Tokyo, 18 May (ONA) --- Japan’s nuclear regulator today approved plans by the operator of the wrecked Fukushima nuclear plant to release its treated radioactive wastewater into the sea next year, saying the outlined methods are safe and risks to the environment minimal.
The plan was submitted by the Tokyo Electric Power Company Holdings in December based on the government’s decision last year to release the wastewater as a necessary step for the ongoing plant cleanup and decommission.
A massive earthquake and tsunami in 2011 destroyed the Fukushima plant’s cooling systems, causing the meltdown of three reactors and the release of large amounts of radiation. Water that has been used to cool the three damaged reactor cores, which remain highly radioactive, has since leaked but was collected and stored in tanks.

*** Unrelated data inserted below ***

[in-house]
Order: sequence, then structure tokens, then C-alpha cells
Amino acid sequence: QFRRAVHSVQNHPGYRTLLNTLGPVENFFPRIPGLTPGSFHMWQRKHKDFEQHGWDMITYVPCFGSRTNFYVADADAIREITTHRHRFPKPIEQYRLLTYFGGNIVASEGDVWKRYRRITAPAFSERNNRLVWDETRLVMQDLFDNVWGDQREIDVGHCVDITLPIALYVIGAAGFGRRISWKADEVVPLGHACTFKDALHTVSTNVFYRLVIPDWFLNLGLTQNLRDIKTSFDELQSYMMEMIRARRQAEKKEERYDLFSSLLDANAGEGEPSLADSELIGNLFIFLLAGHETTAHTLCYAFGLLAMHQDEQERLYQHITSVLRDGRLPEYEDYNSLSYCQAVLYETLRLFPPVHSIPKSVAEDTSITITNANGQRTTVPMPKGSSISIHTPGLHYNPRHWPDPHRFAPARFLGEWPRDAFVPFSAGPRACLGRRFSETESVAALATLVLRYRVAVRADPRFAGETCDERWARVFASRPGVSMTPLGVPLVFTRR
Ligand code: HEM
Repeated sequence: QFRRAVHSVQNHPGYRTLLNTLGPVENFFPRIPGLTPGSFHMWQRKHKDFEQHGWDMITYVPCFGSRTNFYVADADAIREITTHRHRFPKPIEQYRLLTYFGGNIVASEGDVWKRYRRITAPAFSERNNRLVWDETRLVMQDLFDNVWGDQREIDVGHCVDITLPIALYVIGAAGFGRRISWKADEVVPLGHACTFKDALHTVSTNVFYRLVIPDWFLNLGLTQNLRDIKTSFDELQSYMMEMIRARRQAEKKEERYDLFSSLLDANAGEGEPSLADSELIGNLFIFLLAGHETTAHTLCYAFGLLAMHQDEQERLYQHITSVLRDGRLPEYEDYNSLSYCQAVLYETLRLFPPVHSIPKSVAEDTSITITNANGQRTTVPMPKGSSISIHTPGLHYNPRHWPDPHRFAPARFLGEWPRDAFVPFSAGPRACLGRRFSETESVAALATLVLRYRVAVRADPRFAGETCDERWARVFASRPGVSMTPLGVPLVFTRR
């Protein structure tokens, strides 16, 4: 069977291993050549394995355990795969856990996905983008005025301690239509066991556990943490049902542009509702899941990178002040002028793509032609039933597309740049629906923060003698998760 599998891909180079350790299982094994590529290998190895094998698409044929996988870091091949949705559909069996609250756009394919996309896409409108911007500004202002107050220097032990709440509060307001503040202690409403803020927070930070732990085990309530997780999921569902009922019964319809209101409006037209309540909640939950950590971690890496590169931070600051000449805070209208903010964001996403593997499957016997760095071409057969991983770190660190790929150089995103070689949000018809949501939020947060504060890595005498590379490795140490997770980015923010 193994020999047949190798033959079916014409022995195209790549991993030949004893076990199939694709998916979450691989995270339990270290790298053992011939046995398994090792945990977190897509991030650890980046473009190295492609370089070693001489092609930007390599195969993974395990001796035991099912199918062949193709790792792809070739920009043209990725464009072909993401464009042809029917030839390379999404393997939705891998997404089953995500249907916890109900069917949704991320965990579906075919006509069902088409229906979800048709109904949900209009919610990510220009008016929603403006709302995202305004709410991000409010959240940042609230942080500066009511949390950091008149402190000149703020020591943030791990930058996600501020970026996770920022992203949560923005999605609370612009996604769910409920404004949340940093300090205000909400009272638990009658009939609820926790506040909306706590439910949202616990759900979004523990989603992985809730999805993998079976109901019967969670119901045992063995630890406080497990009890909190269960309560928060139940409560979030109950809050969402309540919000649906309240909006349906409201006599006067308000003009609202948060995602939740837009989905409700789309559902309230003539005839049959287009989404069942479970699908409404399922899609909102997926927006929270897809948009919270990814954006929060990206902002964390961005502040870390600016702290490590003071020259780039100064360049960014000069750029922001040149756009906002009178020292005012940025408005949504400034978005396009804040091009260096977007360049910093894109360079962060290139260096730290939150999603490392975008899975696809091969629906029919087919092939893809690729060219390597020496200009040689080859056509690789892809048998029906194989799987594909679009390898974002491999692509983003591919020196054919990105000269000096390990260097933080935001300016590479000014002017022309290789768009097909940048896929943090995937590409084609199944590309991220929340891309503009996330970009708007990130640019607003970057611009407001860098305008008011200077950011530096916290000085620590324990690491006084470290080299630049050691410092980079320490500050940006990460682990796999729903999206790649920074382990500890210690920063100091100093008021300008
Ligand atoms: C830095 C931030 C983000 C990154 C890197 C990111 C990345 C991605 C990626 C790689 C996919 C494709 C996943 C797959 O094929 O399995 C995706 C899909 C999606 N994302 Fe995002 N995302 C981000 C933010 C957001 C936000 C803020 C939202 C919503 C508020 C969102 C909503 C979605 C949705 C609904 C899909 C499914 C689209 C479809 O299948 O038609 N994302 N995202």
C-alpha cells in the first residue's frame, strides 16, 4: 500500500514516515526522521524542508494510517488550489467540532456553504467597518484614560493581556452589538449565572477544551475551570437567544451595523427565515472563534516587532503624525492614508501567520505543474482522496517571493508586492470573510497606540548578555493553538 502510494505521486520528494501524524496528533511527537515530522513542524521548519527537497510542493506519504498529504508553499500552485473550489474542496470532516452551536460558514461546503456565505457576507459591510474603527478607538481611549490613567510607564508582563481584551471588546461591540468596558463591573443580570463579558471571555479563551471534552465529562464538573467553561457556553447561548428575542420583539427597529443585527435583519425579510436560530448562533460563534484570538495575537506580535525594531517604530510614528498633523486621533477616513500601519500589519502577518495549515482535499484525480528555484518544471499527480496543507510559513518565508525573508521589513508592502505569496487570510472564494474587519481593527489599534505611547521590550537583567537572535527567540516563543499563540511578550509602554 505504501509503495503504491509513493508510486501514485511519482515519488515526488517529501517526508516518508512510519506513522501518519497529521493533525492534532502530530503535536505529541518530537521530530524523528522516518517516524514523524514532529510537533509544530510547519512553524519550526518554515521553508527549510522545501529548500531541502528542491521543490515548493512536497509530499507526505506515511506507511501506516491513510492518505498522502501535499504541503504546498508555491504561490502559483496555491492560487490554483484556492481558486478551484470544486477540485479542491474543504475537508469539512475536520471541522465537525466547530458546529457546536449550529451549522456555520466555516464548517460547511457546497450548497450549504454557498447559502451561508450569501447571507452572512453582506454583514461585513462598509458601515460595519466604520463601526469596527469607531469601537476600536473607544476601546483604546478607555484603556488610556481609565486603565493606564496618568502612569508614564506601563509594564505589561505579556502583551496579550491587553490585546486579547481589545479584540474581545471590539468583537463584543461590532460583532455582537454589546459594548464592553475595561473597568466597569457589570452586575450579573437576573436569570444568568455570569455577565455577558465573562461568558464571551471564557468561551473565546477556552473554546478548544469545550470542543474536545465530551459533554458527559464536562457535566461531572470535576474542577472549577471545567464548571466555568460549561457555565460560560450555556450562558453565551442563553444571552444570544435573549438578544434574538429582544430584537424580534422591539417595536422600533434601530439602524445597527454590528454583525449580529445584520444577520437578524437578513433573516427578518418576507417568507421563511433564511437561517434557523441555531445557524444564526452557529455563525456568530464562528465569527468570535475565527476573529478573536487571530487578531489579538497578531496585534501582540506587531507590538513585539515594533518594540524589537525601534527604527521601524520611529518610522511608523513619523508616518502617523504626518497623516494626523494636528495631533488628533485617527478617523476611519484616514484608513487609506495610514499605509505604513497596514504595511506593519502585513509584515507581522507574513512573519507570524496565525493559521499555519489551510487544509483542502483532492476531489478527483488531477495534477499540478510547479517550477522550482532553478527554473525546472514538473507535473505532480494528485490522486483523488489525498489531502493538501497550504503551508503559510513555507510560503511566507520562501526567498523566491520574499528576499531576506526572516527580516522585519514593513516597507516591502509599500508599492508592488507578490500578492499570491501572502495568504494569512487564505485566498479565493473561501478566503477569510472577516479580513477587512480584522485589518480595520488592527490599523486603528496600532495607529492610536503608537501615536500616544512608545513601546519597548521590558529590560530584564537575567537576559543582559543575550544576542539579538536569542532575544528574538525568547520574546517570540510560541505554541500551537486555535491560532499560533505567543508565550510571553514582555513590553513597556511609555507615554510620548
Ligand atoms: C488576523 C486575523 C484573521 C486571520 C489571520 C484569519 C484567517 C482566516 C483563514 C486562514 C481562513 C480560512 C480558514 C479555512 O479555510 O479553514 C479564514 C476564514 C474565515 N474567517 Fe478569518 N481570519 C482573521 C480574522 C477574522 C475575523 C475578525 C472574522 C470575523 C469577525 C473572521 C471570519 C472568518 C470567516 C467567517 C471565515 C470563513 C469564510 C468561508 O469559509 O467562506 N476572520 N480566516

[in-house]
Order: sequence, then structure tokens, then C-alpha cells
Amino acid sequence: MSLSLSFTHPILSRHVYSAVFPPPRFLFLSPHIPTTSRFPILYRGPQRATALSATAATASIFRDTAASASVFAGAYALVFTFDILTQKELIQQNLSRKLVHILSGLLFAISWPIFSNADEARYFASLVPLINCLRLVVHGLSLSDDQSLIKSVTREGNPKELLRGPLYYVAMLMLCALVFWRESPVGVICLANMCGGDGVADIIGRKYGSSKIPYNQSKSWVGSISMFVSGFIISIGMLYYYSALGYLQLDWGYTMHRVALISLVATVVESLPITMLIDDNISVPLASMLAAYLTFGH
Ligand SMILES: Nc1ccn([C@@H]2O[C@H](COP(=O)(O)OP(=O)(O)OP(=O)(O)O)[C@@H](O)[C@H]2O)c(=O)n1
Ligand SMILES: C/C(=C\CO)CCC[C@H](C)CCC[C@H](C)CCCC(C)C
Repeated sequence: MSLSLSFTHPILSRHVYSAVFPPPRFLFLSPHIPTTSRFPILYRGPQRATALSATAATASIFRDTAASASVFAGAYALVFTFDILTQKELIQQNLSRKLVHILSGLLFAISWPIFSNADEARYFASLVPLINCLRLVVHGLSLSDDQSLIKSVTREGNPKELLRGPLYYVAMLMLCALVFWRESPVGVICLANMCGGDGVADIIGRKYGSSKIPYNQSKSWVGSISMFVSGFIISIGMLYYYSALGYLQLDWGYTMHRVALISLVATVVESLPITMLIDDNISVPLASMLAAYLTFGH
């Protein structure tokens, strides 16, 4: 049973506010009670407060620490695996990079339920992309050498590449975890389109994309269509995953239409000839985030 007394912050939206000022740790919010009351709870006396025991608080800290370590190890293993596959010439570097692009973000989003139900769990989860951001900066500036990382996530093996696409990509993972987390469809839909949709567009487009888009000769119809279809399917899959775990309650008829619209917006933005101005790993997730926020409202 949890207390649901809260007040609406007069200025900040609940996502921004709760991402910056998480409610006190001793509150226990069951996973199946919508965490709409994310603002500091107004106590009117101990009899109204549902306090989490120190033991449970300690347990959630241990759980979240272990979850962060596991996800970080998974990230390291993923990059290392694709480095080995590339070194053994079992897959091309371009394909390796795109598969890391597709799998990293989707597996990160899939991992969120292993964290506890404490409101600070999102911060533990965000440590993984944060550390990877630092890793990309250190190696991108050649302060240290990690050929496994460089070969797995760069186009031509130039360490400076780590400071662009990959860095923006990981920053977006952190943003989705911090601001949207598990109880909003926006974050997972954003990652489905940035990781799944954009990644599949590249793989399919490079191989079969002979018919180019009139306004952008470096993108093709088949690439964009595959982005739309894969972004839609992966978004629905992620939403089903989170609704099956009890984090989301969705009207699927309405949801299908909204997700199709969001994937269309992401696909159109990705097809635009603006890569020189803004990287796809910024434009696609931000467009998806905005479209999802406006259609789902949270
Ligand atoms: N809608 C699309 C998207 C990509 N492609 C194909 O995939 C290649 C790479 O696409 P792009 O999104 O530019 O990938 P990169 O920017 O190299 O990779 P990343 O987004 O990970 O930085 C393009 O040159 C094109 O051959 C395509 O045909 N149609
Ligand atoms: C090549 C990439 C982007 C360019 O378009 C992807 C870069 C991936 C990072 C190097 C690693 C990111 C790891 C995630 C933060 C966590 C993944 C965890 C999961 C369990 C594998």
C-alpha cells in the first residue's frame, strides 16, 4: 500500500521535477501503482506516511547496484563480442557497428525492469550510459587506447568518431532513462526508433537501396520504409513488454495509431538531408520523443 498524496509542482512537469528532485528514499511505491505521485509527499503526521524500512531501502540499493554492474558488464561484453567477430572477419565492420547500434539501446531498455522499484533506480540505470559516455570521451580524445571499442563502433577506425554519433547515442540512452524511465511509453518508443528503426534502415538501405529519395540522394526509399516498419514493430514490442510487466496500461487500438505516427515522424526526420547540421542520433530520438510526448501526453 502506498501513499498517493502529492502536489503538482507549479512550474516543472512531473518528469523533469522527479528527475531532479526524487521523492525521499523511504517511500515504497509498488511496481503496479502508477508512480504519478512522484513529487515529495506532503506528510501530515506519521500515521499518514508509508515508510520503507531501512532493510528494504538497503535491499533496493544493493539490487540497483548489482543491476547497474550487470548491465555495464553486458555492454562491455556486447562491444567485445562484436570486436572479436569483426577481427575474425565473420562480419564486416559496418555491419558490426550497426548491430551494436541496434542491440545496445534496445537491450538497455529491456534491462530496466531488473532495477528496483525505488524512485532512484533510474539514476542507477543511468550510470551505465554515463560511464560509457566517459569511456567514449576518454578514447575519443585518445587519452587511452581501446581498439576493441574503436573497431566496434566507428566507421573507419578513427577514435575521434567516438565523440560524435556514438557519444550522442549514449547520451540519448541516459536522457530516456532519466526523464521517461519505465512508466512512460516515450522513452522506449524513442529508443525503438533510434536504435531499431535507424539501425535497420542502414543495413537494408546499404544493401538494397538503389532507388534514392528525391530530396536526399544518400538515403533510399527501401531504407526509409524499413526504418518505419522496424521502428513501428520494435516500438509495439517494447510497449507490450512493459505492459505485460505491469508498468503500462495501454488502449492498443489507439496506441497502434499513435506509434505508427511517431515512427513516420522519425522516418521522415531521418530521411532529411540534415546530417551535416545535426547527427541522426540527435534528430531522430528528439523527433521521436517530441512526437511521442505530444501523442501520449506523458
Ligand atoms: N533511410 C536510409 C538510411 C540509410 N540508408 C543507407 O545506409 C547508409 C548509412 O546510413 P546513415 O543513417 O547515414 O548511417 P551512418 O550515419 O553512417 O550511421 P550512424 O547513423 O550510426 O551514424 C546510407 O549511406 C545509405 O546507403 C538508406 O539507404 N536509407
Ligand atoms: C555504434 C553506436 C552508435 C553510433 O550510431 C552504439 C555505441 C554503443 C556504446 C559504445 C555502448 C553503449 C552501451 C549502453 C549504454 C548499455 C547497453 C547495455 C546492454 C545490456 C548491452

Japan has sought the IAEA’s assistance to ensure the water release meets international safety standards, and to reassure local fishing and other communities as well as neighboring countries that have sharply criticized the plan.
A team of experts from the IAEA visited the plant in February and March for meetings with Japanese government and TEPCO officials. The task force, in a report issued late April, said Japan is making “significant progress” on the plan and taking appropriate steps toward the planned discharge.